Handheld ultrasound products can do a huge amount to improve performance. Doctors now have much more than their traditional stethoscopes to help them with a diagnosis. They can use a scanner to get detailed images, which can help diagnose issues such as fluid in the chest, heart conditions and much more right at the bedsides. Some of the latest devices can be used by people in the home and the emergency services, improving assessments for the people who need them most.

Cost Considerations The big barrier to the rise of handheld ultrasound equipment is the cost. Devices can retail for several thousand pounds apiece. Managers balancing tight budgets will naturally be reluctant to shoulder such a large initial investment. However, against those costs managers should measure the savings. By streamlining the diagnostics process, handheld devices reduce the amount of time that it takes to get results. Turnaround times improve as does the accuracy of the initial diagnosis, which reduces uncertainty and the risk of mistakes leading to complications. Being

able to use the system in real time and involve the patient in the process also helps hospitals meet their goals of meeting patient expectations. This is a system which continues to save money the longer it is used and helps hospitals meet their key targets. There is a clear return on investment if a manager can overcome the initial investment. Some NHS Trusts, such as the Royal Surrey County Hospital, have placed handheld ultrasound scanners in their wish-lists for charitable funding5. However, the benefits are so clear that, despite the cost, this is something managers should be looking at. The challenges facing the NHS are very real: budgets are falling, staff numbers are in decline, demand for services is growing and more people are living with long term and complex medical conditions. Managers can react in two ways: they can cut costs where they can and avoid buying complex new machinery or they can use their budgets by buying smartly in other words, bringing in new technologies which are shown to improve performance and reduce operating times. These represent the best way for Trusts to meet their demanding longterm funding challenges.

By streamlining the diagnostics process, handheld devices reduce the amount of time that it takes to get results



Point of Care Ultrasound: Improving Technologies and Changing Demand Jo Roth, Staff Writer Ultrasound technology is becoming smaller and more mobile. How far can it go?

Image quality is improving rapidly with leading manufacturers capable of producing crystal clear images in high resolution and bright colour quality


HE FUTURE is bright for ultrasound technologies. With demand for portable point of care technology rising, the global ultrasound market is set for substantial growth over the next few years. Growth is being triggered by a number of factors, not least of which is the changing way healthcare professionals use ultrasound technologies and the greater capacity of the latest systems. They offer a new approach which improves image clarity, diagnosis speeds and accuracy. In this article, we’ll look at the key technological developments which are shaping the portable ultrasound market.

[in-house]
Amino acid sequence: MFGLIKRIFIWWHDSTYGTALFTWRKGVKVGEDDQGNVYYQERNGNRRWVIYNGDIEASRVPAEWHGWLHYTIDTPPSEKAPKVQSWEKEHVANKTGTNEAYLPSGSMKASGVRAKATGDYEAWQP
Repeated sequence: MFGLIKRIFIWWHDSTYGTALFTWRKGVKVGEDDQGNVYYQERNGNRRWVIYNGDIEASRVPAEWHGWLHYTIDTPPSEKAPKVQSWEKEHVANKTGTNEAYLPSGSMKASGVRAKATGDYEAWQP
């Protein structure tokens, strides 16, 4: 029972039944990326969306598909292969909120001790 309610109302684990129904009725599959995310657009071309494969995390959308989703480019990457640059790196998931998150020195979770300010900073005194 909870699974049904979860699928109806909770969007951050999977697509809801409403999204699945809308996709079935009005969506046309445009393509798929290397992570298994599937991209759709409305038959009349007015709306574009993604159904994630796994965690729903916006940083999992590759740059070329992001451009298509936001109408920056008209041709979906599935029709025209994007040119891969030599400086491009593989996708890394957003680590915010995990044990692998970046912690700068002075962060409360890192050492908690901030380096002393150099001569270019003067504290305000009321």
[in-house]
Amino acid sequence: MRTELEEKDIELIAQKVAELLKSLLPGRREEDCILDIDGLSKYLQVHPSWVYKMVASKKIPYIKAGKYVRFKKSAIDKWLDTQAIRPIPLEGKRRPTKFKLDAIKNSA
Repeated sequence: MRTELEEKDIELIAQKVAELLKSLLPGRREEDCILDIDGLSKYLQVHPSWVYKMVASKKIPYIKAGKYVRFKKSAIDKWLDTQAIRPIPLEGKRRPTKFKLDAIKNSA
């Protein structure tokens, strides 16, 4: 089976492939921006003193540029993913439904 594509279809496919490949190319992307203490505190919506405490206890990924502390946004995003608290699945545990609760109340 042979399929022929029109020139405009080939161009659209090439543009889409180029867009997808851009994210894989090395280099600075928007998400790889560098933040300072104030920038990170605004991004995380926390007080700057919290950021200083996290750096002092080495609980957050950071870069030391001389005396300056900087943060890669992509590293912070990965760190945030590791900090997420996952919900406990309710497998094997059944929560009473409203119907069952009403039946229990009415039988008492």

Image Quality Image quality is improving rapidly with leading manufacturers capable of producing crystal clear images in high resolution and bright colour quality. Vendors are focusing on improved image technology with some of the leading names pushing beyond 2D and into 3D and even 4D ultrasound technologies. The development of cutting-edge imaging technology is pushing the boundaries of quality forward with some of the leading providers claiming to offer near CT-quality clarity. Others have been moving into areas which would traditionally have been difficult for ultrasound, such as the profusion of slow-flow vessels. 4D imaging technology introduces motion into the scan and make it easier to deliver repeatedly consistent results from multiple scans.

Point of Care Improved ergonomic designs enable ultrasound systems to respond to the growing demand for devices which can go beyond the laboratory, into the field and the patient’s bedside. To achieve this, vendors have condensed technology into small handheld devices which can be used anywhere. The introduction of lighter casings 10 | WWW.PRIMARYCAREREPORTS.CO.UK

reduces weight, while touchscreens cut out the need for cumbersome keyboards, as well as offering an intuitive method of operation similar to smartphones. All the time, screen resolution is increasing with small handheld devices being capable of rendering high quality scans to doctors and operators wherever they are. A number of vendors have introduced ultrasound Apps which can transform an ordinary smartphone into a handheld ultrasound device. It’s a major step forward and one which, not only improves the mobility of ultrasound technology, but also drives down the cost. Other handheld devices are going beyond improved image quality and delivering data that can communicate with other systems. For example, they could automatically update a patient’s electrical medical record with an ultrasound scan.